Wednesday, August 29, 2007


Is "capitalism" synonymous with "the market"? Are these identical to the "free markets"? Must competition exist if you are to have capitalism? Are all these things infused with rapacious greed? Does job insecurity necessarily exist in a capitalist society, and will people have to work unduly long hours if they live in such a world?

I don't think so. Capitalism is, surely, a term that denotes the possible, though not compulsory, separation of ownership from management of businesses. If markets can be free, then they can be unfree, otherwise the word "free" is gratuitous. Neither relate to corporate financial structures, but rather to the relationship between consumer and supplier. Greed exists in any kind of human structures. And so on. Conflating these terms is silly.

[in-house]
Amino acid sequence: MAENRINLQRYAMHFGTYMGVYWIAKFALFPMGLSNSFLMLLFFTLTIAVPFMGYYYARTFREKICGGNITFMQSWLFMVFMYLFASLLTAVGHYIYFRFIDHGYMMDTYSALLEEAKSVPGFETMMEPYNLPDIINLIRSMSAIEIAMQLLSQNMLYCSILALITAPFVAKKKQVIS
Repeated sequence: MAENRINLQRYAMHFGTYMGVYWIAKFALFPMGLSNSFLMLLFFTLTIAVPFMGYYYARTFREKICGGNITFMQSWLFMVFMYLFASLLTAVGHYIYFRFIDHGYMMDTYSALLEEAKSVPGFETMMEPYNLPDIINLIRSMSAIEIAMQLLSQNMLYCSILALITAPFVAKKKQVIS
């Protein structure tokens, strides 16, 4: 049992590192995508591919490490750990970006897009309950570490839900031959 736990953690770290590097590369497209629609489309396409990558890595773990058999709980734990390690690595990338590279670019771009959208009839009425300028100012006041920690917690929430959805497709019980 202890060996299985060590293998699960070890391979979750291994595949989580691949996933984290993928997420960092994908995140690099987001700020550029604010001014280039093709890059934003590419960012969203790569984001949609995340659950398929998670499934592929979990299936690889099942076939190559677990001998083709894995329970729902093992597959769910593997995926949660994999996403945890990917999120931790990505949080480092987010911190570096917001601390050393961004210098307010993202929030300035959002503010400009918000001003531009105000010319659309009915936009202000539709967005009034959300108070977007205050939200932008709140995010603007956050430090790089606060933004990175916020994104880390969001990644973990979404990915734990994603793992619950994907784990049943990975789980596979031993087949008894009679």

But it's widespread.

UPDATE: I'm referring to the "silly" second comment, rather than Matthew's post, though I think he conflates capitalism and the market.


Anonymous said...

Fascist (the proper one, not the "I disagree with you so you must be a fascist" variety) is perfectly relaxed about private ownership of wealth and the means of production. However, it also requires that that productive capacity is utilised as the state dictates.

Capitalist? Yes. Free market? Not on your nelly.

Anonymous said...

That just shows that the Fascists (and, indeed, Nazis) were a more-intelligent-than-usual variety of scocialist. Why go to the hassle of nationalising a company when you can just instruct it to do your bidding? We naturally tend to be fascinated by how bad or mad those bastards were, but overlook the fact that they were less dim than your bog-standard socialists.